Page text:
I find it quite ironic that outspoken proponents of the Critical Text will accept many modern translations as God's Word, such as the New International Version, the New American Standard Bible, the English Standard Version, the New King James Version, and even the King James Bible, even though these Bibles are substantially different in many places.  But then they will criticize other versions, such as The Message or The Voice because they are translated using dynamic equivalence rather than formal equivalence; and therefore, they claim that these translations are not true to the text, so these Bibles should not be considered God's Word.  On what basis can they make that judgment?  Once you've allowed for man to determine what God's Word is or isn't, how can you exclude any man from exercising that right? 

"The words of the LORD are pure words: as silver tried in a furnace of earth, purified seven times.  Thou shalt keep them, O LORD, thou shalt preserve them from this generation for ever," (Psalm 12:6-7).

Wednesday, December 11, 2013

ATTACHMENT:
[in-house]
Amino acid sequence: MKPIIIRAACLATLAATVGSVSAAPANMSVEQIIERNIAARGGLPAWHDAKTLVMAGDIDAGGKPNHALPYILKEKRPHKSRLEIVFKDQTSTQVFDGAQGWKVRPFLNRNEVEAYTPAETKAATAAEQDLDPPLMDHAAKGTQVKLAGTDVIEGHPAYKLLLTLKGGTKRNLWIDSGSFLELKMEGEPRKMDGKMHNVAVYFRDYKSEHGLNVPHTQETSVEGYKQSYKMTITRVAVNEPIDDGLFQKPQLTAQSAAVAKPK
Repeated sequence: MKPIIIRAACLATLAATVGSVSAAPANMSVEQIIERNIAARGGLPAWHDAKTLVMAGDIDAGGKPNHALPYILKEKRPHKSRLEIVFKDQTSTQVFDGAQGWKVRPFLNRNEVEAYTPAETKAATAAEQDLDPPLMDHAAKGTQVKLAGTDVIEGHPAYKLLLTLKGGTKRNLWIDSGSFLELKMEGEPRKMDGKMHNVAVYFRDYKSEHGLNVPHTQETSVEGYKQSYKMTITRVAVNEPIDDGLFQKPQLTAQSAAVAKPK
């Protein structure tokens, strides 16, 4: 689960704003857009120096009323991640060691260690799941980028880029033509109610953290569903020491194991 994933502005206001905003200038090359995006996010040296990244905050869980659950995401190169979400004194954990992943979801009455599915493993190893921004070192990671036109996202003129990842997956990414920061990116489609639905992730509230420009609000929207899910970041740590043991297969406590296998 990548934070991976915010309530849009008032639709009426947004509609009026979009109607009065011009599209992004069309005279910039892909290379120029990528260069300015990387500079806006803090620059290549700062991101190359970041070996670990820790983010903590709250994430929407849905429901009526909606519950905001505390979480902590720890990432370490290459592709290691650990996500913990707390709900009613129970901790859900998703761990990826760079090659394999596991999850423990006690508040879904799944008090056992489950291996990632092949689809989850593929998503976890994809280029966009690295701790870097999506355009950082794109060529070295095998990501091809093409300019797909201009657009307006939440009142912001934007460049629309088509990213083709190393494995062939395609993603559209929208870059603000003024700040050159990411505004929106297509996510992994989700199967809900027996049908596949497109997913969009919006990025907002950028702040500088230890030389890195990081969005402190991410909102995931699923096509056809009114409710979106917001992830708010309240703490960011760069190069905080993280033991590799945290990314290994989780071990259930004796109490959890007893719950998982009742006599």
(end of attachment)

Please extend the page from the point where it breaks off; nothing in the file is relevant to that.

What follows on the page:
Does God Repent?

In 'Avoiding Current Errors Within Evangelicalism' preached on September 30, 2009, Reverend Maurice Roberts challenges the notion of open theism by biblically clarifying the idea of God's repentance found in the Bible.  He outlines the puritan view of repentance in terms of God:  Repentance in man is a changing of his will; repentance in God is His willing of a change.  Reverend Roberts states that the problems that sin creates in this world are all foreseen by God (Eph. 1:11).  Nothing takes the almighty God by surprise; He is never perplexed (Num. 23:19).   Therefore, the repentance of God is not the changing of His mind; it is His willing of a change in us so that the judgments we deserve are averted by the grace of God (Jonah 3:10).

"God is not a man, that he should lie; neither the son of man, the he should repent: hath he said, and shall he not do it? or hath he spoken, and shall he not make it good?" (Numbers 23:19).

Monday, December 9, 2013

The Dominion Mandate

On November 24, 2013, Pastor Robert Truelove of Christ Reformed Church in Lawrenceville, Georgia, preached a sermon titled 'A Quiverfull of Confusion Part 2'.  This sermon is part of a series he is preaching on the Quiverfull Movement.  My point in this blog post is not to assess the scriptural merit of the quiverfull mentality, but I would like to focus on Pastor's Truelove exposition of the Dominion Mandate, also know as the Creation Mandate, from Genesis 1:26-28.

In general, the Quiverfull Movement is made up of conservative Christians who promote procreation and eschew all forms of birth control.  They contend that children are a blessing from the Lord and man should not interfere with that process, but the criticism of the Quiverfull Movement comes from their legalistic view that you are to have as many children as you can regardless of financial burden or health risks.